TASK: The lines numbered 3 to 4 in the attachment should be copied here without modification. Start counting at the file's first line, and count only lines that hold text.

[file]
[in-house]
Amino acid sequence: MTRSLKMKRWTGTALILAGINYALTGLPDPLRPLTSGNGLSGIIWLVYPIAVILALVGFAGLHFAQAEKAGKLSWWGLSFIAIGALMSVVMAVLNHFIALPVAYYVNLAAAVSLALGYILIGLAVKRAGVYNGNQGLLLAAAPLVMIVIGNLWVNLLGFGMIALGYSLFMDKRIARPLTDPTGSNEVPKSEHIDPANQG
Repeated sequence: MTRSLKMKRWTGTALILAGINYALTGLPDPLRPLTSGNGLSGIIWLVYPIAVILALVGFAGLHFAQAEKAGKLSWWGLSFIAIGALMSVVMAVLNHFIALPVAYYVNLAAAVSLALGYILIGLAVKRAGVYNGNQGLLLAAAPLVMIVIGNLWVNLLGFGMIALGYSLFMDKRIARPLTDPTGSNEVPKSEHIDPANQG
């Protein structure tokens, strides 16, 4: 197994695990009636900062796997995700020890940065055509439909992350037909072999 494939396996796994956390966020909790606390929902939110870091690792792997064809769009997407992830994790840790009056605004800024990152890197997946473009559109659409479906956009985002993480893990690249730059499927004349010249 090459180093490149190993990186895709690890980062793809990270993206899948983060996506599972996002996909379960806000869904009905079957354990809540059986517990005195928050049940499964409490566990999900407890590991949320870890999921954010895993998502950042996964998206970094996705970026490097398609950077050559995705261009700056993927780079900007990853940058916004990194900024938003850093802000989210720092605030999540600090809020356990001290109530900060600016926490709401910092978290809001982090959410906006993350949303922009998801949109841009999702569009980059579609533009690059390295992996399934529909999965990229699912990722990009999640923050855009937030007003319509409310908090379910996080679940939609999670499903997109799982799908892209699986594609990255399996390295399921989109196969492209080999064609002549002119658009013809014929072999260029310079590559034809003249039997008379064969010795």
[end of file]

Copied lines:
Repeated sequence: MTRSLKMKRWTGTALILAGINYALTGLPDPLRPLTSGNGLSGIIWLVYPIAVILALVGFAGLHFAQAEKAGKLSWWGLSFIAIGALMSVVMAVLNHFIALPVAYYVNLAAAVSLALGYILIGLAVKRAGVYNGNQGLLLAAAPLVMIVIGNLWVNLLGFGMIALGYSLFMDKRIARPLTDPTGSNEVPKSEHIDPANQG
């Protein structure tokens, strides 16, 4: 197994695990009636900062796997995700020890940065055509439909992350037909072999 494939396996796994956390966020909790606390929902939110870091690792792997064809769009997407992830994790840790009056605004800024990152890197997946473009559109659409479906956009985002993480893990690249730059499927004349010249 090459180093490149190993990186895709690890980062793809990270993206899948983060996506599972996002996909379960806000869904009905079957354990809540059986517990005195928050049940499964409490566990999900407890590991949320870890999921954010895993998502950042996964998206970094996705970026490097398609950077050559995705261009700056993927780079900007990853940058916004990194900024938003850093802000989210720092605030999540600090809020356990001290109530900060600016926490709401910092978290809001982090959410906006993350949303922009998801949109841009999702569009980059579609533009690059390295992996399934529909999965990229699912990722990009999640923050855009937030007003319509409310908090379910996080679940939609999670499903997109799982799908892209699986594609990255399996390295399921989109196969492209080999064609002549002119658009013809014929072999260029310079590559034809003249039997008379064969010795």